Face coverings remain compulsory in Scottish schools, while students and staff in some parts of England are also being asked to wear masks again after a rise in coronavirus cases.
Mask-wearing stopped being compulsory in May, but the government is reserving the right to re- introduce it under its winter plan.
What are the rules about masks in schools?
Face coverings are no longer compulsory in schools in England or Wales, although they are recommended in crowded spaces like school buses.
However head teachers and health officials can ask staff and pupils to wear masks on school premises in response to local circumstances.
Education Secretary Nadhim Zahawi confirmed that mask-wearing in all English schools could be made compulsory again under the government's winter contingency "Plan B".
In Scotland, face coverings remain compulsory for secondary school staff and pupils on school premises after after the Scottish government decided against lifting the measure. Primary school staff only need to wear masks when moving around the school or in communal areas such as canteens and staff rooms.
In Northern Ireland, they are required in class for at least the first six weeks of term.
How many pupils are missing school because of Covid?
Department for Education (DfE) statistics show that the number of pupils missing school in England due to Covid-19 has risen over the last fortnight. On Thursday 14 October, 2.6% of all pupils - about 209,000 children - were not attending class for coronavirus-related reasons.
In the snapshot two weeks earlier on 30 September, the figure was 2.5%, or about 204,000.
The main reason for absence was a positive test for coronavirus, affecting 111,000 pupils compared to 102,000 a fortnight earlier.
In Wales, there have been more than 10,000 cases of Covid among pupils and staff since the start of term.
However, preliminary absence figures for the last week of September were down 44% on the previous seven days.
In Scotland, the latest figures show 13,026 pupils (2.3%) weren't in school on 8 October for Covid-related reasons. The highest absence rates due to Covid were recorded on 7 and 8 September, when 5.7% of pupils were out.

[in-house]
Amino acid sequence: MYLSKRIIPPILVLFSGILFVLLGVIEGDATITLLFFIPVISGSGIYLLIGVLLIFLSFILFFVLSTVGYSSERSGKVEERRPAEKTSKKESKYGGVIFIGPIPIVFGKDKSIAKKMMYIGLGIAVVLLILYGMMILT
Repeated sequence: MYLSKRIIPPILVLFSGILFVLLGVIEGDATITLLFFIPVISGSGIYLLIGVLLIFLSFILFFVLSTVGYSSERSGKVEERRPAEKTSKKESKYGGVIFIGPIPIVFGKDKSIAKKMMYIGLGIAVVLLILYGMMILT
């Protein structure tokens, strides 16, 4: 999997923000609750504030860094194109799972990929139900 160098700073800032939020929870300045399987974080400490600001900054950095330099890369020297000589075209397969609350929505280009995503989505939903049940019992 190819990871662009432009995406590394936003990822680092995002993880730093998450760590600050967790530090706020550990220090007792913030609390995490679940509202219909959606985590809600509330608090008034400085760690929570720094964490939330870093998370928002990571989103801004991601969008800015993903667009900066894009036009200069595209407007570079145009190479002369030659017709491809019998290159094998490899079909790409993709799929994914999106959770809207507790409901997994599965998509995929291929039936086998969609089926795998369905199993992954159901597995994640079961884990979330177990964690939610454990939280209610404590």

In Northern Ireland, 3.1% of pupils - about 10,000 - were learning from home due to self-isolation or social distancing during the second week of the autumn term.
That was the highest proportion since all pupils returned to face-to-face teaching at Easter.
What happens if a pupil tests positive?
They must isolate at home for 10 days but their classmates, siblings and parents don't need to quarantine unless they also test positive.
The rules changed to prevent situations where whole classes were sent home because of one case.
What's happening about vaccination?
All healthy 12 to 15-year-olds are being offered a single dose of the Pfizer vaccine to help limit school disruption.
Evidence suggests one dose cuts the risk of catching the Delta variant by about 55%. It also reduces the chances of people getting very sick or spreading it to someone else.
The rollout has already begun in England, Scotland and Wales, whileteen vaccinations are expected to start in Northern Ireland in November.
The UK's chief medical offers said a second dose shouldn't be considered before Spring.
What other measures to prevent Covid are in place?
Social distancing measures have been relaxed for schools in England, Wales and Northern Ireland.
But as with face coverings, head teachers can decide whether any restrictions are still needed. They can choose to keep one-way systems and crowd-control measures in place.
Government guidance says they can also temporarily reintroduce class bubbles if they wish.
In Scotland, more restrictions are being maintained.
On school premises, all staff must stay at least 1m (3ft) from pupils and colleagues.
Across the UK, all school staff and secondary school pupils are asked to do regular lateral flow tests.
What about ventilation?
The Department for Education pledged to provide 300,000 carbon dioxide (CO2) monitors to schools in England from September - to help identify where airflow is limited and viruses may more easily spread.
The Scottish government has given £90m to local authorities £90m to help fund improvements to schools to help tackle Covid, including enhanced hygiene measures and ventilation. It provided a further £10m for ventilation in August to ensure CO2 is monitored in all schools and early learning settings.
The Welsh government has a £6m programme to increase air circulation and purity. Some 30,000 CO2 sensors and 1,800 ozone disinfecting machines will be made available.